Before the commentariat, Christian and other, condemns the Australian Christian Lobby’s Jim Wallace as a loony fundamentalist bigot, let’s all take a deep breath and consider …
This is the Twitter age, and we’re all still meeting its perils along with its undoubted benefits. Staff and readers of The Age should be especially attuned, given the dismissal last year of an outspoken journalist after a similarly careless post on Twitter, amidst the frenzied online banter occasioned by the ABC’s weekly Q&A program.
If, as one of the anonymous millions, you forget who you are while tweeting in under 140 characters at the speed of light, you should consider yourself lucky merely to see red cheeks in the mirror. The same misfortune bears the sword of instant professional death if you happen to have a very public profile. Catherine Deveny and Jim Wallace make the strangest of bedfellows. But they merely share the doubtful honour of learning a most common lesson before a million judges. Let’s be slow to condemn either.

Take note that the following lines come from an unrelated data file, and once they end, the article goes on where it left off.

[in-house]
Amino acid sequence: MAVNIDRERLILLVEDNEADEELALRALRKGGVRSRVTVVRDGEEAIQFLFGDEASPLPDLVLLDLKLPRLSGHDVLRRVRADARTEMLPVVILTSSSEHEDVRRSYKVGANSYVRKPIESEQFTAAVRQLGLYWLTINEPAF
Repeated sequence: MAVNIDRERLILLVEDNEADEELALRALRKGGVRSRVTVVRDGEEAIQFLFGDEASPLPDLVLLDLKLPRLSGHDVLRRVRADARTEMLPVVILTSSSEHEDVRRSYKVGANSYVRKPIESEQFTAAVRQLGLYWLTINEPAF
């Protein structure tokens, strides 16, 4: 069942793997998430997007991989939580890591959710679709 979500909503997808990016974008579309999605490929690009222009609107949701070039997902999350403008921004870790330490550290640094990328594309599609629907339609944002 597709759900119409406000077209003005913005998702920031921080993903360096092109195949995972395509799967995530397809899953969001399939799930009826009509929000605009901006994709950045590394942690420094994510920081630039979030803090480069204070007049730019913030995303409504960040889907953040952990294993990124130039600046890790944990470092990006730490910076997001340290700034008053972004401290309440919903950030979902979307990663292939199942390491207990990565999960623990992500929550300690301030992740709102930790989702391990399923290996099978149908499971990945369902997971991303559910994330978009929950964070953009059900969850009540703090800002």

Let the twitterer without sin cast the first stone.
Given the currency in the Australian media of phrases like “the religious right” with reference to any public expressions of orthodox Christian morality, it’s little surprise that both the ABC and The Age (26/5) would list “religious groups” generally and the Australian Christian Lobby in particular, as natural sources of right-wing audience fodder for Q & A.
However the assumption is simplistic to say the least. No doubt the ranks of the ACL (formal members and the much wider support base) do comprise quite a few people with conservative political leanings. But the association is far from universal. Not least, our current (Labor) Prime Minister is clearly on the public record not only as a thinking, praying and practising Christian, but also as an admirer of self-professed “Christian socialist” and labour leader, Keir Hardie and of Dietrich Bonhoeffer, a Lutheran pastor and participant in the German Resistance movement against Nazism. The ACL’s own webpage records a recent interview with Mr Rudd, highlighting his faith journey and spiritual practice.
Q & A’s audience may be less “balanced” than intended.